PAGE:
For most of this year, the title track of Ashley’s latest album has been the song I’ve returned to over and over again. When I reviewed that set I called this a truly outstanding song, and my feelings have not changed. Written by Marc Beeson, Jamie Floyd and Allen Shamblin, produced by Vince Gill and Justin Niebank, and sung by the delicately vulnerable Ashley Monroe, this is a beautiful depiction of the pain of love which lasts longer on one side than the other:

That’s the risk you run when you love
When you love and you give it all you’ve got to give
Knowing all along there’s a chance
There’s a chance you’ll reach and they won’t
You’ll bleed and they don’t
For you, it’s over; for me, it’s not
I kept tryin’ and you just stopped
Now I know how you can sound so brave
Cause you caught it by the handle, baby
And I caught it by the blade

It wasn’t a hit of course – it was far too good for country radio: too country, too subtle, and too female.

1. Lee Ann Womack‘Chances Are’
I thought Ashley Monroe’s single was going to make #1 on my list until I heard late in October that Lee Ann Womack had issued the best song on her critically acclaimed 2014 album The Way I’m Livin’ as its third single. A world-wearied and desperately lonely soul still has hope for love and happiness:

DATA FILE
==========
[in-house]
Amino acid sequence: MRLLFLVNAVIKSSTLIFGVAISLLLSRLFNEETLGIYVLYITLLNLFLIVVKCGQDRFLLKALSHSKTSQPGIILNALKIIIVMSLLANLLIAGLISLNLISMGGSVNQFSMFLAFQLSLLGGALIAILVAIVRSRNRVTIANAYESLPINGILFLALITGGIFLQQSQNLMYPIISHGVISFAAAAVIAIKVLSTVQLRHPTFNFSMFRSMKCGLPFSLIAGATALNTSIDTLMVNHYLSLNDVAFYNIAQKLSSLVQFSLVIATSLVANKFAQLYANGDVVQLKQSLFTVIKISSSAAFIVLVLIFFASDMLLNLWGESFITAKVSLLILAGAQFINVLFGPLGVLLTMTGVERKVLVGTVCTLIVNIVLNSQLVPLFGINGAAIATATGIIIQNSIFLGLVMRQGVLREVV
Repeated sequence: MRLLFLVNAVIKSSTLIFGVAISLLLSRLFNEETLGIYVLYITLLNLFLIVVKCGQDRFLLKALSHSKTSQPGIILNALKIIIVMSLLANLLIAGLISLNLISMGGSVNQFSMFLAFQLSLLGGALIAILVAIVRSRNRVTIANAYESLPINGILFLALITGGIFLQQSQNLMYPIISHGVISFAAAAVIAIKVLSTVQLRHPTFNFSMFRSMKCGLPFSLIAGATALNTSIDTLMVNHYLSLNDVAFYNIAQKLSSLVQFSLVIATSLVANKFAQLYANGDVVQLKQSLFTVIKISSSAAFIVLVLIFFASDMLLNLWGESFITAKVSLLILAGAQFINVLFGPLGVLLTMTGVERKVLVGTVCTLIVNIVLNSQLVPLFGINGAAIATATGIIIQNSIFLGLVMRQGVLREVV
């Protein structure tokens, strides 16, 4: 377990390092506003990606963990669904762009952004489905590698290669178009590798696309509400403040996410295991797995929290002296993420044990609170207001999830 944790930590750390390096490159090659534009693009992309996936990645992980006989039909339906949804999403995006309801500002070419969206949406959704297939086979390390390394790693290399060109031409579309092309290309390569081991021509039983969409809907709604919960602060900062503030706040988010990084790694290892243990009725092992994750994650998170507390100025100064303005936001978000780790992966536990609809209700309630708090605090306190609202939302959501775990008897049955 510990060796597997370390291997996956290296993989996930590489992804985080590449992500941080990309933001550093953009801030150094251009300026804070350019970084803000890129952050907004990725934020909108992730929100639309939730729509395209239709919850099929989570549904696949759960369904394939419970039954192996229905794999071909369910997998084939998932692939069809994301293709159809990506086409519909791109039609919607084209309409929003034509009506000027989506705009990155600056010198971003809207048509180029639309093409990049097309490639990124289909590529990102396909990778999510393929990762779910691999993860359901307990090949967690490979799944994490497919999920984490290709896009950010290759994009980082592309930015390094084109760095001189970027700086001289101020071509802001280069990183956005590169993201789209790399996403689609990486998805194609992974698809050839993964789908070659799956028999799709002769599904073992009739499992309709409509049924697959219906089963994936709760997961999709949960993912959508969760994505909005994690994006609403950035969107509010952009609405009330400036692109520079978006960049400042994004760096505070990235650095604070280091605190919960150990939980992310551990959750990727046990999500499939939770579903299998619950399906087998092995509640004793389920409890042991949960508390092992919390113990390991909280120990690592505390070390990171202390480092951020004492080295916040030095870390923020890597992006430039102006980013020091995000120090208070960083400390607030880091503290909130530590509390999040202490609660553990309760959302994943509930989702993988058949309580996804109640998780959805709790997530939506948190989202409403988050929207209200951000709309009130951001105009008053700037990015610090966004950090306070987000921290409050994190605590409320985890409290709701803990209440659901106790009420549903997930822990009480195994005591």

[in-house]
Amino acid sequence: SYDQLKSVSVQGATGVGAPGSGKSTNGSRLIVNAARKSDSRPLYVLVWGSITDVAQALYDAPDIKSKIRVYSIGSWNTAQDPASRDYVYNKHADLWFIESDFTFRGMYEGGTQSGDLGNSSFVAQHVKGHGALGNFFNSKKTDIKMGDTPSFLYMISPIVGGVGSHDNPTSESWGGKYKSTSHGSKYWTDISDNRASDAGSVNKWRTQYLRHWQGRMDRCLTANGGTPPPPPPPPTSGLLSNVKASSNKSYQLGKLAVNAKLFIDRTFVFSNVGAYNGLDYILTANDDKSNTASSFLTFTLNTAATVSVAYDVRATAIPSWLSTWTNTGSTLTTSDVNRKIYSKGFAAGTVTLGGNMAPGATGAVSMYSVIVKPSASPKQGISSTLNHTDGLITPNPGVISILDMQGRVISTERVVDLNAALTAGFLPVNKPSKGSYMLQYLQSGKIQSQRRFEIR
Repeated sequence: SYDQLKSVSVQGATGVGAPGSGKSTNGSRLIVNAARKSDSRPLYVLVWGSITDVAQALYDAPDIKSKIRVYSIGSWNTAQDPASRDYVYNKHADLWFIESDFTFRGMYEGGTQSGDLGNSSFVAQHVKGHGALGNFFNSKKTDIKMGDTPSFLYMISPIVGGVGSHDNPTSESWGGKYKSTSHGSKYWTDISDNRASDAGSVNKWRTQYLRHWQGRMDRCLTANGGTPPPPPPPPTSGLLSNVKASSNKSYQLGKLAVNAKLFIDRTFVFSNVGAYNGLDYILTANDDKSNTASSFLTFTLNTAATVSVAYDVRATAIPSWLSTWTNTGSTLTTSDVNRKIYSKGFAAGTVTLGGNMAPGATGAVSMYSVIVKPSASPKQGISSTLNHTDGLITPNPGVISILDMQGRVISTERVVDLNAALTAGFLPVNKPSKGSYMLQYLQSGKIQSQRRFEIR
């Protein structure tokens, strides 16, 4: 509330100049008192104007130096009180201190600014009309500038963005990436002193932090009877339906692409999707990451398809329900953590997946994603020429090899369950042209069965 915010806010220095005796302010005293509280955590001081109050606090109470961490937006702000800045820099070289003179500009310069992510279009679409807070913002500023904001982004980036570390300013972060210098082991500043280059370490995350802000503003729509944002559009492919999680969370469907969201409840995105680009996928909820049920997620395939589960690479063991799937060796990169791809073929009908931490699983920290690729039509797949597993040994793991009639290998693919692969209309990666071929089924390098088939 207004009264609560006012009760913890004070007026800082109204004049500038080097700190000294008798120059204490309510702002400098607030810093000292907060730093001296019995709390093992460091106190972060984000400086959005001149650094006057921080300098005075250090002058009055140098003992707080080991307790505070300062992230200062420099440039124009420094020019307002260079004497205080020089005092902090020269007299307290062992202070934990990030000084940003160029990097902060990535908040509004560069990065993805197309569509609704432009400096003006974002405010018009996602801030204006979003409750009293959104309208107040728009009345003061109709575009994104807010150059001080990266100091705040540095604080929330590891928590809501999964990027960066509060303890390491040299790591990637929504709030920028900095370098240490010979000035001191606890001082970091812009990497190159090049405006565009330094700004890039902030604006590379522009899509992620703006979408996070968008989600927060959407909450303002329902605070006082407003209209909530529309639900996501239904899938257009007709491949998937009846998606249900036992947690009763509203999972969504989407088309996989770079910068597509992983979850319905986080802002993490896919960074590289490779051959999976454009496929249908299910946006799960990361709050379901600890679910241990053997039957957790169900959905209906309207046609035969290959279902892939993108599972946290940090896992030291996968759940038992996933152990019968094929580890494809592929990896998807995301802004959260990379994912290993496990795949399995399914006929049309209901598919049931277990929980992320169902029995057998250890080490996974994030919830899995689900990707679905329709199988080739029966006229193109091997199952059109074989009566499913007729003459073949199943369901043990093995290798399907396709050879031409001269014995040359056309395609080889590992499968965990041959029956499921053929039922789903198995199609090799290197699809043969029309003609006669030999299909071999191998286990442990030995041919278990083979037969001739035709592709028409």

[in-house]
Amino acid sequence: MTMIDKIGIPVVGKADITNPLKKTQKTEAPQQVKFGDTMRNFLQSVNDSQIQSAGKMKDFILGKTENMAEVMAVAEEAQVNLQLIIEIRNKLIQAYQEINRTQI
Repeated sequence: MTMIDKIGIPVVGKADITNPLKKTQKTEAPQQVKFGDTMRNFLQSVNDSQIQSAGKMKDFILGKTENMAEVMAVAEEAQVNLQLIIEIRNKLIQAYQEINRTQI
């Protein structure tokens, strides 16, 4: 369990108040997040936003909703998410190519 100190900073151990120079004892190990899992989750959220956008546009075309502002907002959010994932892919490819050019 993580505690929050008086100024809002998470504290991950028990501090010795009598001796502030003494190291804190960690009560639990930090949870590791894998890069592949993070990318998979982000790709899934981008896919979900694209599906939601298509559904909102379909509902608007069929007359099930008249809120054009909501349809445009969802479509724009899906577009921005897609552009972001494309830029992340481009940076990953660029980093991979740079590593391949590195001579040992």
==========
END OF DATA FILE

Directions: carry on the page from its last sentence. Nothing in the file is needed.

Chances are I took the wrong turn
Every time I had a turn to take
And I guess I broke my own heart
Every chance I had a heart to break
And it seems I spent my whole life
Wishin’ on the same unlucky star
As I watch you ‘cross the barroom, I wonder
What my chances are

Well, I know you’ve been around
And you’ve seen what you needed to see
And at night when you’re dreamin’
You’re probably not dreamin’ ‘bout me
Oh, it’s safe to say I’ve stumbled
But I’ve managed to make it through this far
As I take one step and then another
I wonder what my chances are

I have watched the world go by
Hand in hand and wondered why
I’m still so alone
Could I lay down my foolish pride
Maybe finally find my heart a home

The band has started playing
A simple song I used to know
I take your hand and walk you out
Dance to the rhythm way down low
Every heart has got a story
Mine just has a few scars
But they could heal if you would hold me and tell me
What my chances are
Well, they could heal if you would hold me and tell me
What my chances are

I first heard this excellent song sung by its writer Hayes Carll a few years ago, but LAW’s version of this excellent Hayes Carll song is quite exquisitely beautiful: beautifully sung and interpreted like a masterclass in country music, and tastefully produced with lovely steel guitar dominating the mix. Her unexpected but well deserved nomination as the CMA’s Female Vocalist of the Year probably won’t gain her airplay for this stunning record, but it’s unmissable.